city and NLDC never designated Fort Trumbull as blighted or
claimed Hoover Dam North would rise in its place. Instead, the
"public use" rationale was the projected gathering of higher tax
revenues from a projected pile of pricier private real estate.
New London's interpretation of "public use" isn't singular.
The same rationale is used across the nation. Particularly in
places where local budgets are stretched thin, property taxes
are onerous, and public servants can't or won't cut spending.
Thankfully many Americans, even those being gouged unmercifully,
realize that once government starts snapping up private property
to fund itself, nobody's space is safe. Which is one reason why
the public, to an overwhelming degree, despises the sort of
eminent domain used on Fort Trumbull. Another is the realization
that the people most likely to be dispossessed are those with
limited means and no political clout.
In Fort Trumbull most property owners folded in the face of
government power and when paid more-or-less market value. But
a small group proved recalcitrant. Among them Susette Kelo,
the owner of a renovated Victorian era cottage. With legal
assistance from the libertarian Castle Coalition, Kelo and 8
other property owners made it all the way to the U.S. Supreme
Court. Only to be beaten back in June 2005 by the court's 5-4
split decision re Kelo v. City of New London. Justice Sandra Day
O' Conner's blistering dissent made her a hero to homeowners.
She eloquently defended the property rights of average citizens,
saying "government now has license to transfer property from
those with fewer resources to those with more." Justice O'Conner
also invoked the James Madison dictum that just government
"impartially secures to every man, whatever is his own."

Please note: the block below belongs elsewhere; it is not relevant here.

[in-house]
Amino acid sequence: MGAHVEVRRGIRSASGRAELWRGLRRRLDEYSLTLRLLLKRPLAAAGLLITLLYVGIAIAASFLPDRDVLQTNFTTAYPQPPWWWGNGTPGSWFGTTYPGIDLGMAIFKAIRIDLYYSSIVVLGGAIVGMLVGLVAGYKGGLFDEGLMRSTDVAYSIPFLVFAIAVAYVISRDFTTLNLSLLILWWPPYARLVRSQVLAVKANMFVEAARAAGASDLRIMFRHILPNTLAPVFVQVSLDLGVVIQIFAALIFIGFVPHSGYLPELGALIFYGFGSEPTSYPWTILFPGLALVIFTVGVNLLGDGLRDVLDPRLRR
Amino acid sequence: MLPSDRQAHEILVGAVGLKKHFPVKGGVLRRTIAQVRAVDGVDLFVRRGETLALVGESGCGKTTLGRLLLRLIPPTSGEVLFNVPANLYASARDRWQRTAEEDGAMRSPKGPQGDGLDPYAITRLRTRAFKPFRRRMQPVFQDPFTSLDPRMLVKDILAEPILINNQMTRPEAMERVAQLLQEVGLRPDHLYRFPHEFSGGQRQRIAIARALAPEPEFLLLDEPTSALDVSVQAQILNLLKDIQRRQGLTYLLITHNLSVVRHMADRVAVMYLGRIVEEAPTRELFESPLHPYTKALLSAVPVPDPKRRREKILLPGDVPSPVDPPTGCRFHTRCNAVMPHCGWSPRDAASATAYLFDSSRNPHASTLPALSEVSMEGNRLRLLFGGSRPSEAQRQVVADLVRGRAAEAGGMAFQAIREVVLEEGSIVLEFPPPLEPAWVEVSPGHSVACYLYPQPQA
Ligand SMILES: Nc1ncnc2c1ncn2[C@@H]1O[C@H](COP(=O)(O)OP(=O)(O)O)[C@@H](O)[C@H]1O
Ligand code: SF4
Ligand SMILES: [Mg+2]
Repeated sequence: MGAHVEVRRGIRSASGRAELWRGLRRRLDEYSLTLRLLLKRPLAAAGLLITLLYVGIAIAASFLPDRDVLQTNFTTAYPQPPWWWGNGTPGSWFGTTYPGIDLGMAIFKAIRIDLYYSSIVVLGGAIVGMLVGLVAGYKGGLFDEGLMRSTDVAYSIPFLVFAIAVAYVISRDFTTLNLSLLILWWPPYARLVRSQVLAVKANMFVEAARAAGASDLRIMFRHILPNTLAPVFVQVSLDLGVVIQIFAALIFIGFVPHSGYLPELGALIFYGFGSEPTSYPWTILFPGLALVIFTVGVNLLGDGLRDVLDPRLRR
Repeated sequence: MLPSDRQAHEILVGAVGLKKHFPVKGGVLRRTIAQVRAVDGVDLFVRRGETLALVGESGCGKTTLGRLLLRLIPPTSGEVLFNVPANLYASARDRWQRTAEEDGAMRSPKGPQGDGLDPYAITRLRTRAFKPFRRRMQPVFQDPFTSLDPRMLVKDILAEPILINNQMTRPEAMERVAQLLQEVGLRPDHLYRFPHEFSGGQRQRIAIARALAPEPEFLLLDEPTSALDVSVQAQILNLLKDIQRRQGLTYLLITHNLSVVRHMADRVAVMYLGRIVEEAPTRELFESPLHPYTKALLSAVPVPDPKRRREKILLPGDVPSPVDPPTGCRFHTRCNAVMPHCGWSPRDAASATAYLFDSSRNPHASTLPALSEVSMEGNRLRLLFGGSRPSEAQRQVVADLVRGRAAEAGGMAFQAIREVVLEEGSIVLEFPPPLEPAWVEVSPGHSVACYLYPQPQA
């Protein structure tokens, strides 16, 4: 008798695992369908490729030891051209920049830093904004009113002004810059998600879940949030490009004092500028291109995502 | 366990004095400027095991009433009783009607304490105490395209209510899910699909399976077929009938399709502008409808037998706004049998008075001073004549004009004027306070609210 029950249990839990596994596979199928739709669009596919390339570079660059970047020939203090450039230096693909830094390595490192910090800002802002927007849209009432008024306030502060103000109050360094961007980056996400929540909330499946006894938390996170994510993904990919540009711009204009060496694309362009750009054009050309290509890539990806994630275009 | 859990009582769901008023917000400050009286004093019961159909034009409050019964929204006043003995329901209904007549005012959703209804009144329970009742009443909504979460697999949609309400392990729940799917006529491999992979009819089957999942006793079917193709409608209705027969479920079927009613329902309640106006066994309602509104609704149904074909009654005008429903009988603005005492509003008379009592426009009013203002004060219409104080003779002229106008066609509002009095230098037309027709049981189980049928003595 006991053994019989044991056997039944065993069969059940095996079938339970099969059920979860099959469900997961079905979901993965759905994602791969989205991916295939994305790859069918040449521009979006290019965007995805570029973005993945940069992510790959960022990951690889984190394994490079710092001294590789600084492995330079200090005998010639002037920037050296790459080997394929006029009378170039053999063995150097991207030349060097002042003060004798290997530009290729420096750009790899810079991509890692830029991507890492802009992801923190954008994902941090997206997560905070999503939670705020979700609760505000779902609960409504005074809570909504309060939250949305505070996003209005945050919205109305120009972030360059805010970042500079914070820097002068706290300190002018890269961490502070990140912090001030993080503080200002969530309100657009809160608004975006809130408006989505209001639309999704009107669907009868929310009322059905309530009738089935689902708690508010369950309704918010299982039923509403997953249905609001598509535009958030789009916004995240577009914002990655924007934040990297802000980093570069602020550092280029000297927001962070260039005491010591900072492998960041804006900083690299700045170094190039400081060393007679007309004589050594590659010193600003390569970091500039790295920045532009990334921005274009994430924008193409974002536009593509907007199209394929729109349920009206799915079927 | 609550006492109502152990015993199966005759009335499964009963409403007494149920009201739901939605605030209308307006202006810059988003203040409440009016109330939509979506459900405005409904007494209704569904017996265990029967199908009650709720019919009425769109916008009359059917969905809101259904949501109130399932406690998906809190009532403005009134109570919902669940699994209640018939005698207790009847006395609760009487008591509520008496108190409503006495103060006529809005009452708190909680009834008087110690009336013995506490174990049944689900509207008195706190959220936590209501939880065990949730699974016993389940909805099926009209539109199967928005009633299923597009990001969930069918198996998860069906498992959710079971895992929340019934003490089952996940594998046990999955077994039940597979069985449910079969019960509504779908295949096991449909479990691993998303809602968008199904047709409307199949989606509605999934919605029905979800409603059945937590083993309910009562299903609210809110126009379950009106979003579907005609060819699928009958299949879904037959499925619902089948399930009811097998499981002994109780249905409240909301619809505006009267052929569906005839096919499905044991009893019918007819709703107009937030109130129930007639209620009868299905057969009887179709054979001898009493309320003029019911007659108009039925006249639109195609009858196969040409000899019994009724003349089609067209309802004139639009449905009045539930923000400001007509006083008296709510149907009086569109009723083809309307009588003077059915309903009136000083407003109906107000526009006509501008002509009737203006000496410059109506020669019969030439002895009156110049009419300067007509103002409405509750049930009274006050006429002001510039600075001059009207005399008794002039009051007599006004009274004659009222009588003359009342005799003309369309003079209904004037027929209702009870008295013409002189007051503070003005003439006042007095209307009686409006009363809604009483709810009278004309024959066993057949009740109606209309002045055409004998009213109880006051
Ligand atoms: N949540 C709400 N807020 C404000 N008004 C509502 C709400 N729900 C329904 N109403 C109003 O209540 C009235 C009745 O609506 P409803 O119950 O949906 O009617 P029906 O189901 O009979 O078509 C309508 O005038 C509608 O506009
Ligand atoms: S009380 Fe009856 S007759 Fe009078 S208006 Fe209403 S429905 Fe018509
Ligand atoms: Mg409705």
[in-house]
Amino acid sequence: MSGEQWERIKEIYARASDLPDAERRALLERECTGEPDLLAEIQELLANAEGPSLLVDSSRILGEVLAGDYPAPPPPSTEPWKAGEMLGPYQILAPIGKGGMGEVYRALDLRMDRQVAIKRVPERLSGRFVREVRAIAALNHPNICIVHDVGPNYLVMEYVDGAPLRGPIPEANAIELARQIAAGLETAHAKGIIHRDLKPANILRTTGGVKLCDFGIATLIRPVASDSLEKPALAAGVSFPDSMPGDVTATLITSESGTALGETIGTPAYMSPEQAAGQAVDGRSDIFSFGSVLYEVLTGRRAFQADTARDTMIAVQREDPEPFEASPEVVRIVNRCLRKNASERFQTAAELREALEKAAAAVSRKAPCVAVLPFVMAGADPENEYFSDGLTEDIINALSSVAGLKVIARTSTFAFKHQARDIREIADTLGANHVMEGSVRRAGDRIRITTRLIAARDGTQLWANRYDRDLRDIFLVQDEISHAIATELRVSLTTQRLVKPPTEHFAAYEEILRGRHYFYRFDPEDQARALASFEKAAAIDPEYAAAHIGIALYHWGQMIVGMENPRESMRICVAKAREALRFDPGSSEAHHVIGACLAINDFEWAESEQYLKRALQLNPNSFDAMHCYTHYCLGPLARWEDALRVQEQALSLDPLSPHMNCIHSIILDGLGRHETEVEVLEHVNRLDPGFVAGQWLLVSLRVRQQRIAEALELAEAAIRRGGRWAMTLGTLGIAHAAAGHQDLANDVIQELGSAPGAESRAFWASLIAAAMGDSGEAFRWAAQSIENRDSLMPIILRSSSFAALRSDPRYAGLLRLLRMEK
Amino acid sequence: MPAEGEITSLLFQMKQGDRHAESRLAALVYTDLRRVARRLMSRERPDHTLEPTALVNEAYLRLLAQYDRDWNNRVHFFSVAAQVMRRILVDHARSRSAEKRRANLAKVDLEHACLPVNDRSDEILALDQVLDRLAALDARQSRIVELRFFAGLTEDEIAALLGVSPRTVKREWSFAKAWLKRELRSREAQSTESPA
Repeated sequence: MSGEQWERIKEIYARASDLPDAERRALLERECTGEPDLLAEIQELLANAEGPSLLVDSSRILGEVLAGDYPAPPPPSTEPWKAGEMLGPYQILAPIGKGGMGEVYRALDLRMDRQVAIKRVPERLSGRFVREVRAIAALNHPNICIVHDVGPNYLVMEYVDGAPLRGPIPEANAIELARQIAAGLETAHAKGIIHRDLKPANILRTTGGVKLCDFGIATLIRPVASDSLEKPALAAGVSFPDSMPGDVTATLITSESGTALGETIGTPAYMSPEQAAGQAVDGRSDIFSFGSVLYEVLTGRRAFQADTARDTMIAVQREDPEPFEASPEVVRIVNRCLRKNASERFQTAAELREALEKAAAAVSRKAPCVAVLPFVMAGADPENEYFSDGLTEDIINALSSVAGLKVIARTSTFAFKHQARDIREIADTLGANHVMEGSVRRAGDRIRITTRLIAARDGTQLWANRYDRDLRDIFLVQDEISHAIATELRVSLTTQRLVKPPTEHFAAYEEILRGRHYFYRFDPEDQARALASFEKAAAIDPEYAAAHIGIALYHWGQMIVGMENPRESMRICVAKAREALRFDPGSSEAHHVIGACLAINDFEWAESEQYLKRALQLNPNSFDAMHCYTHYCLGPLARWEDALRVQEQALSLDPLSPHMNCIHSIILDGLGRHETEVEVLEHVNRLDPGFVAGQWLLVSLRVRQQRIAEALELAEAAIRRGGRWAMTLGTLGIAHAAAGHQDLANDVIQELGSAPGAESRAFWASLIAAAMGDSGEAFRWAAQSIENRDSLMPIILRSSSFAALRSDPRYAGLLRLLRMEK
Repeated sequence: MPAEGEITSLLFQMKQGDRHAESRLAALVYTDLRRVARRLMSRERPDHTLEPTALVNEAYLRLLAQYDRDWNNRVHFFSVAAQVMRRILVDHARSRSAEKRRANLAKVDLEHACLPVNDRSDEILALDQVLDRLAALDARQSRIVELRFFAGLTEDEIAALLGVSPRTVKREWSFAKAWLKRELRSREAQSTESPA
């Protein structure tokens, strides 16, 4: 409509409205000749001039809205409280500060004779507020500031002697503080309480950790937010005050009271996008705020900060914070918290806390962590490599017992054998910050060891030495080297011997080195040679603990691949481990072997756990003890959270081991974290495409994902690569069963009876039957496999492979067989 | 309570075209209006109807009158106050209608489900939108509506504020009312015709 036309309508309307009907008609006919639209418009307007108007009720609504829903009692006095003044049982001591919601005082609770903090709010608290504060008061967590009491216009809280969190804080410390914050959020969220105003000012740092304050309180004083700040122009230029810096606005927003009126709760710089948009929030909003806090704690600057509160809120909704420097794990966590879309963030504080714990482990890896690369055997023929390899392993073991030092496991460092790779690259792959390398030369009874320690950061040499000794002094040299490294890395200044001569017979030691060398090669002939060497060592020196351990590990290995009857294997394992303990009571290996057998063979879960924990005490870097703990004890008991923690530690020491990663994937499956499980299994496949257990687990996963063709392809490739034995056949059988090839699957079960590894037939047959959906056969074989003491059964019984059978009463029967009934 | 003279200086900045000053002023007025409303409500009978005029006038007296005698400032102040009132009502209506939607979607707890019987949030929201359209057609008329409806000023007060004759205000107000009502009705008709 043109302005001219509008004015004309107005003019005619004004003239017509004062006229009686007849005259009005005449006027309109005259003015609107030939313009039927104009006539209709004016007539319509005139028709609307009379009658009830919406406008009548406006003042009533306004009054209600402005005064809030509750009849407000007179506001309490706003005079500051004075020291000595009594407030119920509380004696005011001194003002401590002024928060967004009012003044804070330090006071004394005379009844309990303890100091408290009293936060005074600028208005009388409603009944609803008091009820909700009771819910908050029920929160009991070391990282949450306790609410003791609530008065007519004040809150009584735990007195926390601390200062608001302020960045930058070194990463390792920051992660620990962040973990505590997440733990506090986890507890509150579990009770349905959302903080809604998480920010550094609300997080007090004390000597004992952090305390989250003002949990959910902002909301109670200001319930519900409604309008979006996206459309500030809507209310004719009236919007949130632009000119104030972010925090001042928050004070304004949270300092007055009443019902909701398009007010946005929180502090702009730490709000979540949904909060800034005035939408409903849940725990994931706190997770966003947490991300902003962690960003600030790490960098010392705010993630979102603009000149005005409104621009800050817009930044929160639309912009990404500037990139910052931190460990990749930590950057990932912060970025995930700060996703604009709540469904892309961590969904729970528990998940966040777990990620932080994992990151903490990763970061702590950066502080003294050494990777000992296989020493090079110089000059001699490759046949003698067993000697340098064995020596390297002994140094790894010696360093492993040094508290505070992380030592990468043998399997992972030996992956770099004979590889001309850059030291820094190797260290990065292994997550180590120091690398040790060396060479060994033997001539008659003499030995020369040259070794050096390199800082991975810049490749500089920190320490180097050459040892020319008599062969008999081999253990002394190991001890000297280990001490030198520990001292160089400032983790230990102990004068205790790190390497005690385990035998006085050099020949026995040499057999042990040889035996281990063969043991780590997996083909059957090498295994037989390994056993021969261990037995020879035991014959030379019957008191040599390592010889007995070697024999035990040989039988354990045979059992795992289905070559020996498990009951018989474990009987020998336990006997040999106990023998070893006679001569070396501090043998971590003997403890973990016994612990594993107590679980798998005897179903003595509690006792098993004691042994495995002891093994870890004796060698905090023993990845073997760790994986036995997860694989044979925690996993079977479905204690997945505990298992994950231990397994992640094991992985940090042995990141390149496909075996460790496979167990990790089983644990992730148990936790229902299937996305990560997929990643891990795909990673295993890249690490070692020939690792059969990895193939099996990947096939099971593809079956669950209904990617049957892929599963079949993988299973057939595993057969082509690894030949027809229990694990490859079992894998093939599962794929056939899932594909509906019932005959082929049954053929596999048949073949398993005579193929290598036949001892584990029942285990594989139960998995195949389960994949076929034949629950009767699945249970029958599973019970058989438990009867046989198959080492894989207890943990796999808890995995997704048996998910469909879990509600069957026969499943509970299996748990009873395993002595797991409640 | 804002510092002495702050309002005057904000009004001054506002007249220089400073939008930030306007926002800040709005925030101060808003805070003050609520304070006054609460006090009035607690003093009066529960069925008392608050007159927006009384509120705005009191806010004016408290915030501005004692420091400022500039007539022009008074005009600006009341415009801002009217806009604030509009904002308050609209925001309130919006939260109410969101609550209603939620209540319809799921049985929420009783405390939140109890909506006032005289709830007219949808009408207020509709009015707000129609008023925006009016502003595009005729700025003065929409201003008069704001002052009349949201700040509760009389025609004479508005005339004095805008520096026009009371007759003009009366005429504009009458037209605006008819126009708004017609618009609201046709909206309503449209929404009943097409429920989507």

To the surprise of many, the Supreme Court loss didn't speed the
plow in Fort Trumbull. The publicity was hellacious. New London,
Connecticut had become a national symbol of eminent domain abuse,
around which growing concern over eroding property rights
coalesced. As did growing concern about development uber alles--
particularly the kind which rolls uber low and middle income
communities. The Fort Trumbull land grab had made bedfellows out
of the right and left. The blogosphere was burning. Meanwhile,
several Fort Trumbull resistors were proclaiming they wouldn't
go gently into the night. The possibility loomed of having to
forcibly remove a bunch of John and Jane Does from their homes.
In front of an army of news media and demonstrators. Bureaucrats
at state and local levels, who thought the supreme command of the
Supreme Court had put an end to all dispute, were confused and
enraged by having won the battle yet still having to fight a war.
For a year after the court call, state and city reps, plus the
quasi-public NLDC, dithered and argued among themselves. While
alternately bullying, and bargaining with, the remaining
residents of Fort Trumbull.
During that year Wilhelmina Dery, a lifelong resident of Fort
Trumbull died. She died in the house where she was born in 1918.
After Mrs. Dery passed away, her son accepted the government buy-out. One by one, a few other resistors did likewise. When push
came to shove-- as it most certainly did-- the Supreme Court
decision, despite public opinion, meant the ex-owners were living
on borrowed time. And in the eyes of state and city government
and the unelected NLDC, on borrowed property.
In 2000, when the properties of Fort Trumbull's owners were
officially condemned, the NLDC had taken possession of their